November 9, 2010
A homegrown technology designed to clean sulfur dioxide from coal-burning power plants works the way its inventor said it would, an independent research group has found.
Colorado Springs-based Neumann Systems Group, Inc., which developed an emissions-purifying device that’s being tested at the city-owned Drake Power Plant downtown, recently received a favorable assessment from the Electric Power Research Institute.
“Our contractor found that it operated as Neumann had predicted” at the current scale of 20 megawatts, Jeff Brehm, a spokesman for the research institute, said Tuesday.
Brehm said the research institute didn’t study whether the technology will readily scale to commercial size or whether it was ready for full-scale implementation.
The so-called scrubber was developed by physicist David Neumann, an Air Force Academy graduate who hopes to expand the technology to remove carbon dioxide.
Neither Neumann nor a company spokeswoman could be reached for comment Tuesday. But in 2008, Neumann said the research institute’s analysis had far-reaching implications.
“Getting somebody’s stamp on this that’s nationally recognized is critical to getting this adopted in the industry,” he said at the time.
Brehm emphasized the research institute wasn’t endorsing the technology.
“We don’t endorse anything,” he said. “We’re just a technology validator and a research organization.”
Colorado Springs Utilities, which owns the downtown power plant, has invested about $17 million in the technology and stands to profit if it goes commercial. The technology could also help it meet increasingly strict regulations involving sulfur dioxide emissions.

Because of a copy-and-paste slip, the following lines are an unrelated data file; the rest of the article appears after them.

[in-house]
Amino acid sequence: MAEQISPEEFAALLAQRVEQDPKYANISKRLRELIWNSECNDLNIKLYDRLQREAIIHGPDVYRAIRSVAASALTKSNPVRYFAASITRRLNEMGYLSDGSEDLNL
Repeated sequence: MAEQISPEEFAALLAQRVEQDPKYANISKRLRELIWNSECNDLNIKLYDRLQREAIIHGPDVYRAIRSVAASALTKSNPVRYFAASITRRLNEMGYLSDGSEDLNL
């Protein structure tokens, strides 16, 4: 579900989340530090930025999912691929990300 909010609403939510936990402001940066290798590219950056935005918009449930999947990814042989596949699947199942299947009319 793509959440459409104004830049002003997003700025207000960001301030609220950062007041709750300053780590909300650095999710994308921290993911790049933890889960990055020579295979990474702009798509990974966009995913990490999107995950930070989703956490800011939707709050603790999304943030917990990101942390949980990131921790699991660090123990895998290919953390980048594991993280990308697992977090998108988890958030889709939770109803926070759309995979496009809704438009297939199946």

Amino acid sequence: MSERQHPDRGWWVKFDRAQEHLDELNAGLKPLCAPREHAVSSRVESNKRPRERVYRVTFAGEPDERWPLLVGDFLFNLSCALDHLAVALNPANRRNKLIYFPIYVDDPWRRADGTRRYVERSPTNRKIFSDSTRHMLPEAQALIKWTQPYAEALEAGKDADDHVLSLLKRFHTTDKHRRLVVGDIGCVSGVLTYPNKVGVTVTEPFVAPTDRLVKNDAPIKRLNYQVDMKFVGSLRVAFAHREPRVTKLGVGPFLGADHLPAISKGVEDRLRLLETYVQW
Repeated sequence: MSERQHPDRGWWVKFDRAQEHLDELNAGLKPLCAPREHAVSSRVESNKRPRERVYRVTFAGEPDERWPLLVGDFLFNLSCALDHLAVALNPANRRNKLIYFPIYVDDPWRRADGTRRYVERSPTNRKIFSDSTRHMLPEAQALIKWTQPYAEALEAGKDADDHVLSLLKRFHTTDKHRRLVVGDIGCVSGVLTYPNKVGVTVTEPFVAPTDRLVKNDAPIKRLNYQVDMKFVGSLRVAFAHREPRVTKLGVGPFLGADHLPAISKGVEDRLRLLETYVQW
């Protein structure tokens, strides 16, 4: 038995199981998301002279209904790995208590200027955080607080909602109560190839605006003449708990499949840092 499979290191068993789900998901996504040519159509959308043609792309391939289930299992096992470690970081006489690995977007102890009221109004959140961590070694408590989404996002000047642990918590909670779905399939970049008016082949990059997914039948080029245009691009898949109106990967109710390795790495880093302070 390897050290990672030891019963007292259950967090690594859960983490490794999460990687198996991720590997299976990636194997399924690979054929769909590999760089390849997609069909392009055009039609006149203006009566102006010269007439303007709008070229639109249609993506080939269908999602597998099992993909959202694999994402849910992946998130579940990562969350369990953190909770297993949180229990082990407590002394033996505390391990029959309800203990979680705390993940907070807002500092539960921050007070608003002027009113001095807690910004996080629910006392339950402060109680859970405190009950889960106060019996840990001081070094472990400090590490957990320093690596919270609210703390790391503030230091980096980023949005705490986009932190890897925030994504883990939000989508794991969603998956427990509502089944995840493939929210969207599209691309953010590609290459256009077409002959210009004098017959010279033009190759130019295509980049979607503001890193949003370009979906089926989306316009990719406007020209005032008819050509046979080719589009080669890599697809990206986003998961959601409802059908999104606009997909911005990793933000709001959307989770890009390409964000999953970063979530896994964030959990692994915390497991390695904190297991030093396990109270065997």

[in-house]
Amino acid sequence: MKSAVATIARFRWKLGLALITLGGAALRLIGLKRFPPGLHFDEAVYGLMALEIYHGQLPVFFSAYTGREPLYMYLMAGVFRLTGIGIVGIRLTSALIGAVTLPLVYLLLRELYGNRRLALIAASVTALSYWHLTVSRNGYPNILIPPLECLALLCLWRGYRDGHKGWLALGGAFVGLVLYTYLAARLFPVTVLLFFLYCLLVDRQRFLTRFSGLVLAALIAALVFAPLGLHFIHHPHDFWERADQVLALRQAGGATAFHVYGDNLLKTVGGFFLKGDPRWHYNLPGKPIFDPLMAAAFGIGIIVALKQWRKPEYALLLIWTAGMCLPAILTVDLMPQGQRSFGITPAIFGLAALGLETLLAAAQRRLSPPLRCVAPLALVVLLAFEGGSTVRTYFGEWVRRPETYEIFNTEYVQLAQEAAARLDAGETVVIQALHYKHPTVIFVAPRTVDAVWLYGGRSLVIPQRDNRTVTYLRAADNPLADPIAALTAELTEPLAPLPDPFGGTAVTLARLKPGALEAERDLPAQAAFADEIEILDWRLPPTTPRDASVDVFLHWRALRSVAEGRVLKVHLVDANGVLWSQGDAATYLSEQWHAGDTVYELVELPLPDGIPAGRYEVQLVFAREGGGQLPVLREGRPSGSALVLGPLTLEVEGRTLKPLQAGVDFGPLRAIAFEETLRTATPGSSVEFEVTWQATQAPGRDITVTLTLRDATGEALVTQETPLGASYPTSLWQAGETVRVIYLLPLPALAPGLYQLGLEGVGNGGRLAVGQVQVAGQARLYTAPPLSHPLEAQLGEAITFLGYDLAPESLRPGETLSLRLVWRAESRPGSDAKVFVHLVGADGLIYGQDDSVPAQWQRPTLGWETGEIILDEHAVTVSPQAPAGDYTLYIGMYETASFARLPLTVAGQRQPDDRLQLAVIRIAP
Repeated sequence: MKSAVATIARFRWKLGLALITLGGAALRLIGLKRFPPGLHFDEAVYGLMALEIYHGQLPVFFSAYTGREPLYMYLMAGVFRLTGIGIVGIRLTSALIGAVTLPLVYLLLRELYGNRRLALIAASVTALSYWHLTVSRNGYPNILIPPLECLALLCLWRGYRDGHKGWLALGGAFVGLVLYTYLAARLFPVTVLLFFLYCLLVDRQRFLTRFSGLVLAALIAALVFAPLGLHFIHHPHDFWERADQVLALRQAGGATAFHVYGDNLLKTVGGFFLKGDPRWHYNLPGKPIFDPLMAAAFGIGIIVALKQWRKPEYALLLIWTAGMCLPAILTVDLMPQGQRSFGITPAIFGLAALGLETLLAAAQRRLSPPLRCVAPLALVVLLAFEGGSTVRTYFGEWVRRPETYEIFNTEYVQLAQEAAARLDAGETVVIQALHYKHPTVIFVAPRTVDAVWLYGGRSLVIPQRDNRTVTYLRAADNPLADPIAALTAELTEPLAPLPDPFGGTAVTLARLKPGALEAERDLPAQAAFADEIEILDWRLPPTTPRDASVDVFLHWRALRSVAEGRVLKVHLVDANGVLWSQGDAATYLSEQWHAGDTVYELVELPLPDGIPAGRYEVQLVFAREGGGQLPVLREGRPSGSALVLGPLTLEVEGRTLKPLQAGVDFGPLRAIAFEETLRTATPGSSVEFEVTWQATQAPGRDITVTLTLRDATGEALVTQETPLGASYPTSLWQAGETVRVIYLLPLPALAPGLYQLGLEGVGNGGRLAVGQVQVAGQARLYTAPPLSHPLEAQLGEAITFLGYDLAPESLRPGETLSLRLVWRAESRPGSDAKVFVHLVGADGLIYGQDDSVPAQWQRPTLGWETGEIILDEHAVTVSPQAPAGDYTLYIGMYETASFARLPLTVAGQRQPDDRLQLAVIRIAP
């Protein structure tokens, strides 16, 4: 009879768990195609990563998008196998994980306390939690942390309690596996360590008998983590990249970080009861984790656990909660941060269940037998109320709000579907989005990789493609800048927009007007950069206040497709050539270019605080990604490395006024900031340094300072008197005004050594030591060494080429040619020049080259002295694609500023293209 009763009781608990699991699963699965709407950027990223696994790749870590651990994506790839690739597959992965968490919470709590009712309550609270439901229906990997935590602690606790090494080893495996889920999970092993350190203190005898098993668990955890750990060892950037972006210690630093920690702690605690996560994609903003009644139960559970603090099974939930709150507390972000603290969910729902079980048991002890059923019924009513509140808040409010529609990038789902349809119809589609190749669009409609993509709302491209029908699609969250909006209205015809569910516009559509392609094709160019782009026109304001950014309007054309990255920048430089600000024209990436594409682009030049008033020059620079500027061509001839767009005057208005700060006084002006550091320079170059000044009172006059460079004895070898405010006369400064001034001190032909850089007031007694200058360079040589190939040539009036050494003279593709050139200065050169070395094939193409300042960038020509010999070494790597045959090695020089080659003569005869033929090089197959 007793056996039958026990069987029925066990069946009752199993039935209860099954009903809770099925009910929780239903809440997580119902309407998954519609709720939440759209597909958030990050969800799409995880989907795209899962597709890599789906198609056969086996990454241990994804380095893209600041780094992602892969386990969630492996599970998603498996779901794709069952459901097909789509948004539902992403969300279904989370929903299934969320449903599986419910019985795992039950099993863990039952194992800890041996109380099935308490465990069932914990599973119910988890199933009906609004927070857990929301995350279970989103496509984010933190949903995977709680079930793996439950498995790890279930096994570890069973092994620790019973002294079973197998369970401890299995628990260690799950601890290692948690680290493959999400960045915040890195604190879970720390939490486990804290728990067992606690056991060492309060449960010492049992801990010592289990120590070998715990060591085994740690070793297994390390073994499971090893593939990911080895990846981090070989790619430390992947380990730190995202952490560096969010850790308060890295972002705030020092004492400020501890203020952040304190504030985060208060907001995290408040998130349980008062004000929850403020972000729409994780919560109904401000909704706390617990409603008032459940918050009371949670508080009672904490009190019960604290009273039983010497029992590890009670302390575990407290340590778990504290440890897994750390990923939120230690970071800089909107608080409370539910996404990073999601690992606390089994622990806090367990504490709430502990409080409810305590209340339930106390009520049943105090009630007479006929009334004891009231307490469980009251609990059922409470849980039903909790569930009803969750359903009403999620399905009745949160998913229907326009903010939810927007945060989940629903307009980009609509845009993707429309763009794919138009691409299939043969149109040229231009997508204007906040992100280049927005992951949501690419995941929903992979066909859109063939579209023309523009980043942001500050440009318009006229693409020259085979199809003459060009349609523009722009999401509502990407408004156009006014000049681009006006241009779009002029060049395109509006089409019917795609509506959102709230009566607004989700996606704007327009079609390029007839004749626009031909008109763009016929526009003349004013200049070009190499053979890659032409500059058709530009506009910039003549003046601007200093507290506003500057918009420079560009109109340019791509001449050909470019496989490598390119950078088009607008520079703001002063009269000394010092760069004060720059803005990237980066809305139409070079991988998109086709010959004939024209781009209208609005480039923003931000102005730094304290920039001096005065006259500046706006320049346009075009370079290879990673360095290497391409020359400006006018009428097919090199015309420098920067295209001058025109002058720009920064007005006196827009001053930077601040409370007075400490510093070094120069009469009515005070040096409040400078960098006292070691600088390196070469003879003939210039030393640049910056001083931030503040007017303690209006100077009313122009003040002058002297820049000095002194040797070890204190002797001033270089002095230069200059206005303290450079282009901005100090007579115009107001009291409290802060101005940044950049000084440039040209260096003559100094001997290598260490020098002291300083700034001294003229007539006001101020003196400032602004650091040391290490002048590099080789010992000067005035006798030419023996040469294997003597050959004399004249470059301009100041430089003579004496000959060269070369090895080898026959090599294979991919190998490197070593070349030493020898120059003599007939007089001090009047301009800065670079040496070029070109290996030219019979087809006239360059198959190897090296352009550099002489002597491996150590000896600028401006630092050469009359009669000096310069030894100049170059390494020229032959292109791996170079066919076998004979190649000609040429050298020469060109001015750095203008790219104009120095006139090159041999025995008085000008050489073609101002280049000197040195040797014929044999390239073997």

“We are delighted in EPRI’s independent assessment and conclusions, validating the 3-year-long progressive and prudent public-private partnership between the Drake Plant and Neumann Systems Group,” Drew Rankin, Utilities’ general manager of energy supply, said in an e-mail.
“Compared to conventional technology, deployment of NeuStream at the Drake and Nixon Plants will save our customers hundreds of millions of dollars, reduce water consumption by half, reduce power consumption by half, and allow 90 percent mercury removal over the next twenty years, while fundamentally lowering sulfur dioxide emissions by 97 percent,” he said.
Utilities CEO Jerry Forte called the research institute’s findings “a big deal.”
“We’re incredibly excited about the possibilities for our ratepayers in terms of saving them money,” he said.
“The implications are the ability to comply with regulatory mandates in a way that costs our ratepayers significantly less. It also gives us the ability to comply in a way that’s very environmentally responsible. This technology appears to be a breakthrough in the industry,” Forte said.
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